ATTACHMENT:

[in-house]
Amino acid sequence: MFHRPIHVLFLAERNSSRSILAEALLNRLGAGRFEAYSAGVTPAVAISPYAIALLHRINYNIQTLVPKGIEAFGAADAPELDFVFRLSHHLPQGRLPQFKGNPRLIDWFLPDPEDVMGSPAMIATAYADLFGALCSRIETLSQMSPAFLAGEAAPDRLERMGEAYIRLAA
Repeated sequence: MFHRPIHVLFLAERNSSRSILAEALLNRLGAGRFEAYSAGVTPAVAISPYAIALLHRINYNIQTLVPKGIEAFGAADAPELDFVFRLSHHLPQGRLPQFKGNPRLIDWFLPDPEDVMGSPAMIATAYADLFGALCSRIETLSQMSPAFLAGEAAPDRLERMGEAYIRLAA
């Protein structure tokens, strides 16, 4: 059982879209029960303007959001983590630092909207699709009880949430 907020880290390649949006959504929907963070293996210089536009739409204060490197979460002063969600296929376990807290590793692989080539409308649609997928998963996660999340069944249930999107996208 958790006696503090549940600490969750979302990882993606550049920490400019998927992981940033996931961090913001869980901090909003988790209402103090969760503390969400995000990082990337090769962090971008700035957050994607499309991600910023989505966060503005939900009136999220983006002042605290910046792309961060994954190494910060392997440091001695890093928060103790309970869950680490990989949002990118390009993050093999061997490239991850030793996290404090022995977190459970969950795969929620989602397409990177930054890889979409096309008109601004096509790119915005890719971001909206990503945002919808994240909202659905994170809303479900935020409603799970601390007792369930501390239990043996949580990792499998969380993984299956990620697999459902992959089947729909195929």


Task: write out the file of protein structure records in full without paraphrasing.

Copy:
[in-house]
Amino acid sequence: MFHRPIHVLFLAERNSSRSILAEALLNRLGAGRFEAYSAGVTPAVAISPYAIALLHRINYNIQTLVPKGIEAFGAADAPELDFVFRLSHHLPQGRLPQFKGNPRLIDWFLPDPEDVMGSPAMIATAYADLFGALCSRIETLSQMSPAFLAGEAAPDRLERMGEAYIRLAA
Repeated sequence: MFHRPIHVLFLAERNSSRSILAEALLNRLGAGRFEAYSAGVTPAVAISPYAIALLHRINYNIQTLVPKGIEAFGAADAPELDFVFRLSHHLPQGRLPQFKGNPRLIDWFLPDPEDVMGSPAMIATAYADLFGALCSRIETLSQMSPAFLAGEAAPDRLERMGEAYIRLAA
């Protein structure tokens, strides 16, 4: 059982879209029960303007959001983590630092909207699709009880949430 907020880290390649949006959504929907963070293996210089536009739409204060490197979460002063969600296929376990807290590793692989080539409308649609997928998963996660999340069944249930999107996208 958790006696503090549940600490969750979302990882993606550049920490400019998927992981940033996931961090913001869980901090909003988790209402103090969760503390969400995000990082990337090769962090971008700035957050994607499309991600910023989505966060503005939900009136999220983006002042605290910046792309961060994954190494910060392997440091001695890093928060103790309970869950680490990989949002990118390009993050093999061997490239991850030793996290404090022995977190459970969950795969929620989602397409990177930054890889979409096309008109601004096509790119915005890719971001909206990503945002919808994240909202659905994170809303479900935020409603799970601390007792369930501390239990043996949580990792499998969380993984299956990620697999459902992959089947729909195929």